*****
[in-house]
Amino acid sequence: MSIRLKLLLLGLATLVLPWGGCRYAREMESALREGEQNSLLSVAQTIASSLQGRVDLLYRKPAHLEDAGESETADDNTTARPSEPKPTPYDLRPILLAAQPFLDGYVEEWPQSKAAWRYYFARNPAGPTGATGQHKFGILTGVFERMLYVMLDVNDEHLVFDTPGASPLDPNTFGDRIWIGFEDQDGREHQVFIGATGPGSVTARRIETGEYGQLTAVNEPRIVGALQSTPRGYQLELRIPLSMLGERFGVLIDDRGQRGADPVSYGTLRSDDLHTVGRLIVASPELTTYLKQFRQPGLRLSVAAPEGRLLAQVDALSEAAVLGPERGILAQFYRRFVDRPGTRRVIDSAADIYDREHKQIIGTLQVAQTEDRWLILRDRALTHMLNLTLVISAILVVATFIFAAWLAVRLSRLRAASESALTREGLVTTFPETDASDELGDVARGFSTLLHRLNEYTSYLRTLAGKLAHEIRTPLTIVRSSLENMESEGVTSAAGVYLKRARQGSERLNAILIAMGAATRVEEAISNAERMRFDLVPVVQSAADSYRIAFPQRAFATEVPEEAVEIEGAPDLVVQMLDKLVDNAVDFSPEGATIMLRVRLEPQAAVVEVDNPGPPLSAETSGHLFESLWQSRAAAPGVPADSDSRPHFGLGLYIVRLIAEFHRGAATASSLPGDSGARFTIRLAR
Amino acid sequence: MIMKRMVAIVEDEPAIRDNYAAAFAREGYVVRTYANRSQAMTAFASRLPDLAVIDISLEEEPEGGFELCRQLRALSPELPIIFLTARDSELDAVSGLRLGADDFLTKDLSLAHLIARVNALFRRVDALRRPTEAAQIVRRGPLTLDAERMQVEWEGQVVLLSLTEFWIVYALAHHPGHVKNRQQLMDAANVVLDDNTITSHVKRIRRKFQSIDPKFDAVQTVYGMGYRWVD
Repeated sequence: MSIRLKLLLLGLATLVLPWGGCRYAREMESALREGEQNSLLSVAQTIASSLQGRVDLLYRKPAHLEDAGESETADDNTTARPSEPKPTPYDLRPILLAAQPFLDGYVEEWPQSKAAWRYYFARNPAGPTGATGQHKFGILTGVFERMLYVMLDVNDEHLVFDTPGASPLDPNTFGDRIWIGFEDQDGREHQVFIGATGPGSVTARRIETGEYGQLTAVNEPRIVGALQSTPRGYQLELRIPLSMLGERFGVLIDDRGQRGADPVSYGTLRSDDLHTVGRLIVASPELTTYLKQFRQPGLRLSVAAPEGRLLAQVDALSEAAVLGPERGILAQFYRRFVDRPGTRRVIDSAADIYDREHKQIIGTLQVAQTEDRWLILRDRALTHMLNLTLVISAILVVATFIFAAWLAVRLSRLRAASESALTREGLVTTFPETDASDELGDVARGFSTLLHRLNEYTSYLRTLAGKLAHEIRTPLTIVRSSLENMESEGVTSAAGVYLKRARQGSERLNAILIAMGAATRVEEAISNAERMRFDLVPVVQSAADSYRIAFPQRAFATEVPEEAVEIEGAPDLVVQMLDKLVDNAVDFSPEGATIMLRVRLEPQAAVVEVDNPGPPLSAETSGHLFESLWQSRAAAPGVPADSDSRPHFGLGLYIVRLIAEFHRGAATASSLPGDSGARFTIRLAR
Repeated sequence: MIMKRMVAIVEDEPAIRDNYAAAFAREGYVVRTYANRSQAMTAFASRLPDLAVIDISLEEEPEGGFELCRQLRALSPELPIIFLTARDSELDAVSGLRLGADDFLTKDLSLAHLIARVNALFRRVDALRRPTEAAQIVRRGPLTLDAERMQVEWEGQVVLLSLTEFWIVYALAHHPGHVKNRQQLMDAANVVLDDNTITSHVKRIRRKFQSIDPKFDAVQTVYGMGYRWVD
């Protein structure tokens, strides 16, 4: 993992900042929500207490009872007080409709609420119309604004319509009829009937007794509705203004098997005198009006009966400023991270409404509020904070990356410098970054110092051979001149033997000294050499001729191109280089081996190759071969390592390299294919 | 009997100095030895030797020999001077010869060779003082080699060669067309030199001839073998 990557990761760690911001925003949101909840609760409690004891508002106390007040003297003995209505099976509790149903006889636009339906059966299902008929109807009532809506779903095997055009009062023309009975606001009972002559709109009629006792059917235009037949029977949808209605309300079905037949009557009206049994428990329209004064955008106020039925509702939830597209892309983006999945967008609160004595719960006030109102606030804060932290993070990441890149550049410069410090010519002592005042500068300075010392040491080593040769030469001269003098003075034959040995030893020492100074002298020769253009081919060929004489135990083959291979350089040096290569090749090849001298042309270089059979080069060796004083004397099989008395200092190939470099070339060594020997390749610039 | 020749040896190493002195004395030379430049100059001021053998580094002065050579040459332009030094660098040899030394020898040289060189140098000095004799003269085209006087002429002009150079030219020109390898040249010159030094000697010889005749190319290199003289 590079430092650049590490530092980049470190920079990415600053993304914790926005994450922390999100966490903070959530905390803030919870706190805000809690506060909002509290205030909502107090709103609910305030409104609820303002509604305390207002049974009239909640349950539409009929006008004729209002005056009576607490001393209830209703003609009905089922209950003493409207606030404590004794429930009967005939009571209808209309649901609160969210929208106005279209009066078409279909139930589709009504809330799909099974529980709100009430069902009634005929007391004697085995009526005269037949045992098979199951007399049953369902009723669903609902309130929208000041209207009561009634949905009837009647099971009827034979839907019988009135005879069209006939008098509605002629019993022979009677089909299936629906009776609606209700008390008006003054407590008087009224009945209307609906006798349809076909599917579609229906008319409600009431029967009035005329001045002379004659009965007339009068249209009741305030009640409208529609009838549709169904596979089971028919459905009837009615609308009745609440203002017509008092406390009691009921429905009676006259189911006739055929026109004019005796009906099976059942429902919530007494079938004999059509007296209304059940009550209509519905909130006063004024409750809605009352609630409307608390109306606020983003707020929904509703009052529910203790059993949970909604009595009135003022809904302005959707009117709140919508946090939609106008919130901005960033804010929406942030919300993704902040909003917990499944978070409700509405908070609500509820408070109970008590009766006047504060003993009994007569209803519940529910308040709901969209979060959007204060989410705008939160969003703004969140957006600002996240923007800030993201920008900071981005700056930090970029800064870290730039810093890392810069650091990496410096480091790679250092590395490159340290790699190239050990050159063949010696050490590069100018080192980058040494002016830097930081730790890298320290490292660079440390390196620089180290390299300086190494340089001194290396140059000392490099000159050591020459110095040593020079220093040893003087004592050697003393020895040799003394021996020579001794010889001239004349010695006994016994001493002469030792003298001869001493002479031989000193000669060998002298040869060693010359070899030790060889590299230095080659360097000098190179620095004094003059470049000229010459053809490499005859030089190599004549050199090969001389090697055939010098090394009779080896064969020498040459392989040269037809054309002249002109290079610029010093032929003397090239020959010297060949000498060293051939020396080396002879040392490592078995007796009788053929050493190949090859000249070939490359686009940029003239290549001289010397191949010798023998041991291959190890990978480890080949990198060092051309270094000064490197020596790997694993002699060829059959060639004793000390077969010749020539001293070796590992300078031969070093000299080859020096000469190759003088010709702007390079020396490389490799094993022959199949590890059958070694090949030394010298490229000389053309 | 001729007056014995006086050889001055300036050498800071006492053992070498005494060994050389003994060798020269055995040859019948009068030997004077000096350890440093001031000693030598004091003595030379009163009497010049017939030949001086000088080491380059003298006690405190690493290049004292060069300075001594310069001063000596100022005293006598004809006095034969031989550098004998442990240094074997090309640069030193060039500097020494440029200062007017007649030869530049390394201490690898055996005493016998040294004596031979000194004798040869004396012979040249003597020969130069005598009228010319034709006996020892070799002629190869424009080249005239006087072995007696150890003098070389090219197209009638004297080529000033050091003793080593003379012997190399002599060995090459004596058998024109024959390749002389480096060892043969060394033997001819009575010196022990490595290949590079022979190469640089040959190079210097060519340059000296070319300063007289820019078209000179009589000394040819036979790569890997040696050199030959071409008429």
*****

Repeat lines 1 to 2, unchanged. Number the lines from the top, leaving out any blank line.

[in-house]
Amino acid sequence: MSIRLKLLLLGLATLVLPWGGCRYAREMESALREGEQNSLLSVAQTIASSLQGRVDLLYRKPAHLEDAGESETADDNTTARPSEPKPTPYDLRPILLAAQPFLDGYVEEWPQSKAAWRYYFARNPAGPTGATGQHKFGILTGVFERMLYVMLDVNDEHLVFDTPGASPLDPNTFGDRIWIGFEDQDGREHQVFIGATGPGSVTARRIETGEYGQLTAVNEPRIVGALQSTPRGYQLELRIPLSMLGERFGVLIDDRGQRGADPVSYGTLRSDDLHTVGRLIVASPELTTYLKQFRQPGLRLSVAAPEGRLLAQVDALSEAAVLGPERGILAQFYRRFVDRPGTRRVIDSAADIYDREHKQIIGTLQVAQTEDRWLILRDRALTHMLNLTLVISAILVVATFIFAAWLAVRLSRLRAASESALTREGLVTTFPETDASDELGDVARGFSTLLHRLNEYTSYLRTLAGKLAHEIRTPLTIVRSSLENMESEGVTSAAGVYLKRARQGSERLNAILIAMGAATRVEEAISNAERMRFDLVPVVQSAADSYRIAFPQRAFATEVPEEAVEIEGAPDLVVQMLDKLVDNAVDFSPEGATIMLRVRLEPQAAVVEVDNPGPPLSAETSGHLFESLWQSRAAAPGVPADSDSRPHFGLGLYIVRLIAEFHRGAATASSLPGDSGARFTIRLAR